Since Meyer’s main argument is about how intelligent design is the unique and only known cause of new information, he really is sunk even if one duplicate gene with a few mutations and little bit of new information is accepted as having occurred naturally. If it can happen one time in one species, what can happen over hundreds of millions of years across millions of species?



5. Meyer’s claim that “massive amounts” of new genetic information was required for the Cambrian Explosion is belied by the fact that gene number, and most of the key developmental patterning genes are shared broadly across the phyla, and even outside of bilaterians, rather than looking like they originated in the midst of the divergence of the phyla.**

Meyer obscures this with wild assertions about genomics and tons of “information” in the noncoding DNA. This leads us to:

6. Meyer claims that the “junk DNA” hypothesis has been refuted, and that therefore the 90+ percent of large animal genomes that doesn’t code for genes or gene regulation is actually a massive additional amount of new information, but Meyer doesn’t rebut or even acknowledge the massive, basic, evidential problems with this idea. (And, for that matter, neither does the ENCODE project or the various journalists who were snookered by this triumph of wishful thinking over hard evidnece.) The problems are:

6a. Simple calculations show that if most of the DNA in large-genomed organisms like humans was essential, given known mutation rates, we would die from fatal mutations each generation. This was Ohno’s original argument for junk DNA, and it has not been rebutted by ENCODE, the creationists, or anyone else.

6b. Genome sizes in complex animals and plants vary by orders of magnitude within many specific groups (tetrapods, onions, ferns, salamanders, arthropods, whatever), but despite this, within each group they all have about the same number of genes, and approximately the same organs and developmental complexity. The obvious and straightforward inference is that most of the DNA which is sometimes present, and sometimes absent, isn’t necessary, and probably isn’t doing much even when it is present.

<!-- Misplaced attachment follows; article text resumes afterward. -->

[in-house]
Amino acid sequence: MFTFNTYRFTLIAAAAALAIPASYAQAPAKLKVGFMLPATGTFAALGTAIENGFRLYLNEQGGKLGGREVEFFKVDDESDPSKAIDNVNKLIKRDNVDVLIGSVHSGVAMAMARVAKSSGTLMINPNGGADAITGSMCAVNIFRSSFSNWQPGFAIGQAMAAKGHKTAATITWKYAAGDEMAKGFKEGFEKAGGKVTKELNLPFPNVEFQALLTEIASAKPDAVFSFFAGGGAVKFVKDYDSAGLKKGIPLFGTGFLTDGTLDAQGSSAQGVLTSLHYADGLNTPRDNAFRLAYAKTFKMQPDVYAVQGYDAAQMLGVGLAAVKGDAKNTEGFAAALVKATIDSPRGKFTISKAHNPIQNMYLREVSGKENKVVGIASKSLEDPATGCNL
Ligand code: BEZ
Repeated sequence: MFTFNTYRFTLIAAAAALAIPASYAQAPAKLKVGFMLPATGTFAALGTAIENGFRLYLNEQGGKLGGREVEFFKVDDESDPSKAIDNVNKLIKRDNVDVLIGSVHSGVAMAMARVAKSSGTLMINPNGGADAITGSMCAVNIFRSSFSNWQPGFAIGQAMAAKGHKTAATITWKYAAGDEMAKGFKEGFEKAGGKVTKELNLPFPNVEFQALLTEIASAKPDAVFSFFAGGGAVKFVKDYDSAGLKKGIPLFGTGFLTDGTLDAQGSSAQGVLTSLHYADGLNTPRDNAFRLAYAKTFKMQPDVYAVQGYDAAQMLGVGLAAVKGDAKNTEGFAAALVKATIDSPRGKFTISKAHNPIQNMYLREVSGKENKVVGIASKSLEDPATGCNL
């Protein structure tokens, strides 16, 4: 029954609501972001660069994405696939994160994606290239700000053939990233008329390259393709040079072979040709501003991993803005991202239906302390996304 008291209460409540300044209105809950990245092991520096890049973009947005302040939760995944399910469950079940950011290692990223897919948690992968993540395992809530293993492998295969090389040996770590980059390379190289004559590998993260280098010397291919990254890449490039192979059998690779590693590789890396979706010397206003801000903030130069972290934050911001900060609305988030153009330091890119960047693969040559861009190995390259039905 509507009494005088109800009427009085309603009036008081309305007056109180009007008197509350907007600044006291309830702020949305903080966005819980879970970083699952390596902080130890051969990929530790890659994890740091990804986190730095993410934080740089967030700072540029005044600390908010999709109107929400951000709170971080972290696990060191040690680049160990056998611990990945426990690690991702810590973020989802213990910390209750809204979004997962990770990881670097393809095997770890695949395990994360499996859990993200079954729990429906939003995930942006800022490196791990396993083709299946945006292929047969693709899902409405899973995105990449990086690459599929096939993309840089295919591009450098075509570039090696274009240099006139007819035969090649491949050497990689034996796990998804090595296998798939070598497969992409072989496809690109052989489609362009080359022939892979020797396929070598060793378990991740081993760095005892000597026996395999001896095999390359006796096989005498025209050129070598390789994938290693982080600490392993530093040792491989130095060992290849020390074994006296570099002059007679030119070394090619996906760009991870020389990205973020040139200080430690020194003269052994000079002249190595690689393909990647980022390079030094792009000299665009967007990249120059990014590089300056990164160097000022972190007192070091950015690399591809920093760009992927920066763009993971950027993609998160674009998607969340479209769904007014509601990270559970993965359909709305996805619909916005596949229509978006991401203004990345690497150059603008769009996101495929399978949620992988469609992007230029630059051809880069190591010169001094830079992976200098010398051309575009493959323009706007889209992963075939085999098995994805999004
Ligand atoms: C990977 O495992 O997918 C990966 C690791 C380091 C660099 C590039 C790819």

6c. When you actually look at the sequences in the variable fraction of the genome, most of it looks like the product of mutational processes with no selective filtering – transposon remnants, fossil viruses, duplications and other mutational errors, etc. Furthermore, unlike genes and important regulatory regions, which are well-conserved between closely related species, the apparent junk DNA looks like it has no constraint.

Arguments 6a, 6b and 6c have not been rebutted by ENCODE, the creationists, or anyone else. They’ve hardly even been acknowledged, let alone addressed in a serious way, let alone effectively rebutted.

In the face of all of this, it staggers belief for Meyer and his defenders to think that anyone who knows the above facts will be impressed with Meyer’s book, or Klinghoffer’s ceaseless din of spin. I suspect that Klinghoffer himself sustains his energy on little more than the faith that his chosen “experts” know what they are talking about, and that they are brave rebels against the dogmatic establishment.

Earth to David: look into these topics for yourself. Pick any one of them! Read the papers, look at the raw data for yourself, and take the trouble to learn enough about the methods and data to actually do a simple analysis (a graph or phylogeny) yourself. Then start asking Meyer or other ID authorities what their explanation is, and why the evolutionary analysis is wrong. Don’t be afraid to follow the evidence where it leads – just make sure you are actually aware of the actual evidence, instead of relying on the mishmash of quote-mines and creationist misunderstandings that are tossed together in Meyer’s book.



Notes and References

* Graham Budd is the highest form of expert here, in that he a paleontologist whose speciality is specifically Cambrian organisms.

** Ditto for protein domains, etc., which are also widely distributed, and are not specific to the bilaterian phyla, so did not have to originate in the Cambrian. If a creationist/ID fan wants to talk about more remote origins, or the origin of life, that’s fine, but they should realize that by switching topics in an attempt to avoid admitting error, they have effectively admitted defeat on the original topic, which was the Cambrian Explosion.

Legg et al. (2013). “Arthropod fossil data increase congruence of morphological and molecular phylogenies.” Nature Communications 4, doi:10.1038/ncomms3485